Alexandre Aja's HORNS
Movie review by Dennis D. McDonald
Every now and then I really enjoy seeing a movie like HORNS. It’s out of the ordinary, the story is unusual, the acting is good, and the production values—photography, music, editing—are high.
Can we take this tale of a young man accused of murdering his girlfriend seriously? We’ve seen some of this before: wrongful accusations, small-town insularity that hides darker currents, the accused seeking to clear himself—but there’s a twist.
The young man, in torment from losing his girlfriend-since-childhood, begins to grow devil horns on his head.
At the same time the people he comes into contact with uncontrollably begin speaking out loud very unpleasant truths about themselves and what they really are thinking.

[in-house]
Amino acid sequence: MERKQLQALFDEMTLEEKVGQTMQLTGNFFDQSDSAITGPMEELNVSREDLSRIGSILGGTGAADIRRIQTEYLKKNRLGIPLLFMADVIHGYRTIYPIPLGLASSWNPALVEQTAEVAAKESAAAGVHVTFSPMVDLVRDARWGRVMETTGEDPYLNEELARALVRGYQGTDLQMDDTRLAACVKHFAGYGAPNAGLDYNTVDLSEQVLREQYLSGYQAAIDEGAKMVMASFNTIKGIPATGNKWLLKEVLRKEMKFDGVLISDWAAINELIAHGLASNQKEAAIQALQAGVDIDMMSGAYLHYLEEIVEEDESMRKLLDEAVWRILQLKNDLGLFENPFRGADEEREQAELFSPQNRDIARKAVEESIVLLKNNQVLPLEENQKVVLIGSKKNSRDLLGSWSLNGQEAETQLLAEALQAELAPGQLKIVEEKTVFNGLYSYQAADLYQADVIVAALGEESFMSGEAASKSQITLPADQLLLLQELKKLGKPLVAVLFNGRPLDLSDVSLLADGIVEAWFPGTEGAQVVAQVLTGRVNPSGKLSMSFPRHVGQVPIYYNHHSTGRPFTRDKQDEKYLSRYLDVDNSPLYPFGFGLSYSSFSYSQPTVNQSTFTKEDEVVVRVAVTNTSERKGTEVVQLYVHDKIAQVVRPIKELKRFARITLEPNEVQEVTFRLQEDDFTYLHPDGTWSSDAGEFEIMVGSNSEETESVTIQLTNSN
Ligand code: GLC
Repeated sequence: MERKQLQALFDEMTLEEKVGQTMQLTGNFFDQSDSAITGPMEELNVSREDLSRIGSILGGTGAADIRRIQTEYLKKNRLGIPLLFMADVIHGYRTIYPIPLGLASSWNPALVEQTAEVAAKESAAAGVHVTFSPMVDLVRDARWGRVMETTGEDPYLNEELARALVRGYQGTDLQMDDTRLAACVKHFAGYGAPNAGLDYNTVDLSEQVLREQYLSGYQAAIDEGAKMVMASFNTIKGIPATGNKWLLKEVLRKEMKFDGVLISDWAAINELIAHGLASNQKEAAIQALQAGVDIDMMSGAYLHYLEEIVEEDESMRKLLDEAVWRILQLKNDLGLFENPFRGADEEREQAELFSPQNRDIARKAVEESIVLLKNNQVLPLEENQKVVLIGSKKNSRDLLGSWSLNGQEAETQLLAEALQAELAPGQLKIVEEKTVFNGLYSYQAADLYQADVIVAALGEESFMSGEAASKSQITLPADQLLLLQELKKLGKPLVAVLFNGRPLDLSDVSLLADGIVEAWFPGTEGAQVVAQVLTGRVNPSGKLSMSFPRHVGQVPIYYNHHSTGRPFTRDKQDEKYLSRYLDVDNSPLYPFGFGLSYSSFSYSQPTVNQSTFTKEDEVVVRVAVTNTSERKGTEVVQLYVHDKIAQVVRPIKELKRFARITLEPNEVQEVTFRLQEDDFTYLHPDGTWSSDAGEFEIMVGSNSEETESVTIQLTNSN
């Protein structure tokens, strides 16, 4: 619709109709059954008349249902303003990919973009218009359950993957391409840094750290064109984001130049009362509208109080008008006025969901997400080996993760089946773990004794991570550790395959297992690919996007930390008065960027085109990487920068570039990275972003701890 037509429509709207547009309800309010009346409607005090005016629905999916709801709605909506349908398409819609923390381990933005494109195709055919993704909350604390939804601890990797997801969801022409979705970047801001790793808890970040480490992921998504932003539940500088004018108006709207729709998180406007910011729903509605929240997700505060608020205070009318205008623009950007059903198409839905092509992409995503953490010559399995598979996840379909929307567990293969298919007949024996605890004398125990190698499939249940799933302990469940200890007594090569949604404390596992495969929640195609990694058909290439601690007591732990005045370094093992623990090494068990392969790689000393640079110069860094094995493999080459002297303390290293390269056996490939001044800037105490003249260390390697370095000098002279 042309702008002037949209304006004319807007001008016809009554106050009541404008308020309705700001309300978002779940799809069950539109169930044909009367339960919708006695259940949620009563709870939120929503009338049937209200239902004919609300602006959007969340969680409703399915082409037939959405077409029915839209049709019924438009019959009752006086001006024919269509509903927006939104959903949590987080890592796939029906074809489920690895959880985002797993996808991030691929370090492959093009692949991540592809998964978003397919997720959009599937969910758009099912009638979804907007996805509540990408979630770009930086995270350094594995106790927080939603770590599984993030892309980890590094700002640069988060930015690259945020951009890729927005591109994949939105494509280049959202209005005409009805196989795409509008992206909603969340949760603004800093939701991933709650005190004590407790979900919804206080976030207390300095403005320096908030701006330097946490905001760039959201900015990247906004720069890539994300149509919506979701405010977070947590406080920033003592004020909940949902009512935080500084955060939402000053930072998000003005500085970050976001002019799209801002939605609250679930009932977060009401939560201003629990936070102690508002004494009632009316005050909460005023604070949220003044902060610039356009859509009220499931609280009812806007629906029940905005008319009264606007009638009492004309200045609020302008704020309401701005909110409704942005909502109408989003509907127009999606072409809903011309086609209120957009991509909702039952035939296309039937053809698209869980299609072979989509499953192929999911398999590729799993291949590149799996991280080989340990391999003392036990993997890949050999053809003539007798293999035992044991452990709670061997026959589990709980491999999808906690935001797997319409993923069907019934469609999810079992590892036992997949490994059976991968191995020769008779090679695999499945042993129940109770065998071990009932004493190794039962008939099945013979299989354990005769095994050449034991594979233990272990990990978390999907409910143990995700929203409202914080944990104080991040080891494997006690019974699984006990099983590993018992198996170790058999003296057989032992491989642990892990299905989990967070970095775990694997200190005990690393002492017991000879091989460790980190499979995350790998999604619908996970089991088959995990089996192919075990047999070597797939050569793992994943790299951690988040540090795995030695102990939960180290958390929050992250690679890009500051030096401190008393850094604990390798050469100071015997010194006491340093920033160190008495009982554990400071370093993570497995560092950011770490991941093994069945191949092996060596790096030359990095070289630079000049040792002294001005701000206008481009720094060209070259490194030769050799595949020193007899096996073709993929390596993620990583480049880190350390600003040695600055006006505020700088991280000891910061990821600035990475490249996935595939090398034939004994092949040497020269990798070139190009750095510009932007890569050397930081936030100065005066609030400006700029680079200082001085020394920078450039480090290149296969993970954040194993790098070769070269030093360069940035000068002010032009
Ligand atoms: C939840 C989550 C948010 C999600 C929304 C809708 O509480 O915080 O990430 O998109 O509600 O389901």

It’s all very messy and becomes increasingly more twisted as the movie careens towards a series of inevitable but unexpected (and weird) climaxes.
It all holds together. There’s a tight focus on character development as we flash forward and backward in time. The action all takes place in a small lumber town where a riverside industrial log-handling complex is the frequent site of conversations and confrontations. (Was the writer channelling David Lynch perchance?) The color red plays a prominent role throughout from the dead girlfriend’s radiant red hair to the main character’s old car to the street signs at night and neon lighting.
Be warned, though. There is nothing subtle about this film. Everything seems done to excess. And watch out for the snakes!
Review copyright © 2015 by Dennis D. McDonald